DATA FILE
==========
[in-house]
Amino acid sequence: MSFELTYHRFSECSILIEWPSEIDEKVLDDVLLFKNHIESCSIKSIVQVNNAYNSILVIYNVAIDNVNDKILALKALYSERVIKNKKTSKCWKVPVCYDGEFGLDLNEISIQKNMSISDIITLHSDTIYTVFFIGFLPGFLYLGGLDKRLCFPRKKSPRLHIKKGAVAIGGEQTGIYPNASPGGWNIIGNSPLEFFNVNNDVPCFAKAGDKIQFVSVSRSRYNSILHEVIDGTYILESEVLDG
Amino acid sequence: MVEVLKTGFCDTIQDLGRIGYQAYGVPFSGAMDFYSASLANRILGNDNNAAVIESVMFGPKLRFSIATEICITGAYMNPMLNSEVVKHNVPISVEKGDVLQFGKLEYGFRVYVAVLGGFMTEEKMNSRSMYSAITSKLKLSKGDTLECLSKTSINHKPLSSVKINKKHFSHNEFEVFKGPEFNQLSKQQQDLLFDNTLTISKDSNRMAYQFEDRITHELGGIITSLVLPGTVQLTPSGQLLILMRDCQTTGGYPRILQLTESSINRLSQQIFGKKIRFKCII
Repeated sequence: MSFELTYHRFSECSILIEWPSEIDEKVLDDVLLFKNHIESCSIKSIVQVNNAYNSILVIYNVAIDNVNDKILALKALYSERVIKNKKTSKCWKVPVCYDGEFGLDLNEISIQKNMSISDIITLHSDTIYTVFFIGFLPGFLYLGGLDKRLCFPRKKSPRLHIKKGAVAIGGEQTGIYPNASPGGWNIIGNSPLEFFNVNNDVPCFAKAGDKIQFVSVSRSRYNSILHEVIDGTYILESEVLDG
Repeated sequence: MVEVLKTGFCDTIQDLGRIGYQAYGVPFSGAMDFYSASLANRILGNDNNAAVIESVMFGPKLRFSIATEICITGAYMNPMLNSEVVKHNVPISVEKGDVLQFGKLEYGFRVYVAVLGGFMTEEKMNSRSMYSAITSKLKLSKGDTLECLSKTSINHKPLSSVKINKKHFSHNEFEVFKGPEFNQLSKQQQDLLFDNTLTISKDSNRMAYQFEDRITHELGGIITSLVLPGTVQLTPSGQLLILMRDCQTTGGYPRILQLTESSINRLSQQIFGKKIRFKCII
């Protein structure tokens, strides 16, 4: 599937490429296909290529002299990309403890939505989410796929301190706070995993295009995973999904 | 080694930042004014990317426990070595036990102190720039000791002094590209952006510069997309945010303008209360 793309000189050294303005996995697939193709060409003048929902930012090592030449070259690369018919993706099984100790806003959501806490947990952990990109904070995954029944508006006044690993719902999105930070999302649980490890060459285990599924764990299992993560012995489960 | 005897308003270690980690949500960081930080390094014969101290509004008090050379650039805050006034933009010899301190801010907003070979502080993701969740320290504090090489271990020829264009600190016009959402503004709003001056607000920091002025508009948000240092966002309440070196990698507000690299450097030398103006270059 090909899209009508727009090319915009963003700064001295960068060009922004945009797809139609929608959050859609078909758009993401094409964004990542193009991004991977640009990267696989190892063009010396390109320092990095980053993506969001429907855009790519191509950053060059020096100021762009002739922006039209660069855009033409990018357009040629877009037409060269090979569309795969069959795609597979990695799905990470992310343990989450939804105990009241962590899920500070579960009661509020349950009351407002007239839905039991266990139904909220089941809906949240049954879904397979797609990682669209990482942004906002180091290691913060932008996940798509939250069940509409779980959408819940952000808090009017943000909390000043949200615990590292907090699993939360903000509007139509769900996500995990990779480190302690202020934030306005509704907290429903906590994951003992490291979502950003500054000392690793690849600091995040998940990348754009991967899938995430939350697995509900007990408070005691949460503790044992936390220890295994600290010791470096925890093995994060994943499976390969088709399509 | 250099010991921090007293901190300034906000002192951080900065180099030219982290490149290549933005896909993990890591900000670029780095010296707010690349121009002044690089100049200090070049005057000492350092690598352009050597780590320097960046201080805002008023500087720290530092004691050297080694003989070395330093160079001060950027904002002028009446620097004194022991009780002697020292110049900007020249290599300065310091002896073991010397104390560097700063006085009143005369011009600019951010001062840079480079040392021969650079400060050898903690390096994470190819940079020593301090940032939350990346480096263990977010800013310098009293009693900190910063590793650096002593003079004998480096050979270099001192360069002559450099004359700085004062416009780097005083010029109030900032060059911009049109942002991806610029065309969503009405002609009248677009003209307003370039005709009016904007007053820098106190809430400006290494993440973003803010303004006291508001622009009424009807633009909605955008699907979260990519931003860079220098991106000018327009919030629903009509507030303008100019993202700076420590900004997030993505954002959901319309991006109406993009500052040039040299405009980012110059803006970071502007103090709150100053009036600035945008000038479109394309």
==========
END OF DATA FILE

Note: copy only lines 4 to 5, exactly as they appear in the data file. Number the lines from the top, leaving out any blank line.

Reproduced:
Repeated sequence: MSFELTYHRFSECSILIEWPSEIDEKVLDDVLLFKNHIESCSIKSIVQVNNAYNSILVIYNVAIDNVNDKILALKALYSERVIKNKKTSKCWKVPVCYDGEFGLDLNEISIQKNMSISDIITLHSDTIYTVFFIGFLPGFLYLGGLDKRLCFPRKKSPRLHIKKGAVAIGGEQTGIYPNASPGGWNIIGNSPLEFFNVNNDVPCFAKAGDKIQFVSVSRSRYNSILHEVIDGTYILESEVLDG
Repeated sequence: MVEVLKTGFCDTIQDLGRIGYQAYGVPFSGAMDFYSASLANRILGNDNNAAVIESVMFGPKLRFSIATEICITGAYMNPMLNSEVVKHNVPISVEKGDVLQFGKLEYGFRVYVAVLGGFMTEEKMNSRSMYSAITSKLKLSKGDTLECLSKTSINHKPLSSVKINKKHFSHNEFEVFKGPEFNQLSKQQQDLLFDNTLTISKDSNRMAYQFEDRITHELGGIITSLVLPGTVQLTPSGQLLILMRDCQTTGGYPRILQLTESSINRLSQQIFGKKIRFKCII